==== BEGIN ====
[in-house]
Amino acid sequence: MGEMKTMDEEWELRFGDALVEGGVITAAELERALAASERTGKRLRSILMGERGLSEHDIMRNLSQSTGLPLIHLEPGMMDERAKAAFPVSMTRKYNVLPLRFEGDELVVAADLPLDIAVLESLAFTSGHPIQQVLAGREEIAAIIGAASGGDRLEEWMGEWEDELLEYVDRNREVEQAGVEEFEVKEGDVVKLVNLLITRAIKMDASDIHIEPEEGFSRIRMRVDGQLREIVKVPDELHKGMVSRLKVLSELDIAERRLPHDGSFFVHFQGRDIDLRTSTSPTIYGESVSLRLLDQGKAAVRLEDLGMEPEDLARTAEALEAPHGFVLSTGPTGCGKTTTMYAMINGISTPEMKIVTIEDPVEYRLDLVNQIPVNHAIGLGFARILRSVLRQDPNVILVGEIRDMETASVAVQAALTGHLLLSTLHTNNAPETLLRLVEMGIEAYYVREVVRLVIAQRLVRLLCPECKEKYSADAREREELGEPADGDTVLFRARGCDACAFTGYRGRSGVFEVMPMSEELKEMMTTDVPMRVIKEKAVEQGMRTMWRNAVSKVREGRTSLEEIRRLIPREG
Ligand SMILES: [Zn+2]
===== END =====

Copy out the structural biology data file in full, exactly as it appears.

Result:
[in-house]
Amino acid sequence: MGEMKTMDEEWELRFGDALVEGGVITAAELERALAASERTGKRLRSILMGERGLSEHDIMRNLSQSTGLPLIHLEPGMMDERAKAAFPVSMTRKYNVLPLRFEGDELVVAADLPLDIAVLESLAFTSGHPIQQVLAGREEIAAIIGAASGGDRLEEWMGEWEDELLEYVDRNREVEQAGVEEFEVKEGDVVKLVNLLITRAIKMDASDIHIEPEEGFSRIRMRVDGQLREIVKVPDELHKGMVSRLKVLSELDIAERRLPHDGSFFVHFQGRDIDLRTSTSPTIYGESVSLRLLDQGKAAVRLEDLGMEPEDLARTAEALEAPHGFVLSTGPTGCGKTTTMYAMINGISTPEMKIVTIEDPVEYRLDLVNQIPVNHAIGLGFARILRSVLRQDPNVILVGEIRDMETASVAVQAALTGHLLLSTLHTNNAPETLLRLVEMGIEAYYVREVVRLVIAQRLVRLLCPECKEKYSADAREREELGEPADGDTVLFRARGCDACAFTGYRGRSGVFEVMPMSEELKEMMTTDVPMRVIKEKAVEQGMRTMWRNAVSKVREGRTSLEEIRRLIPREG
Ligand SMILES: [Zn+2]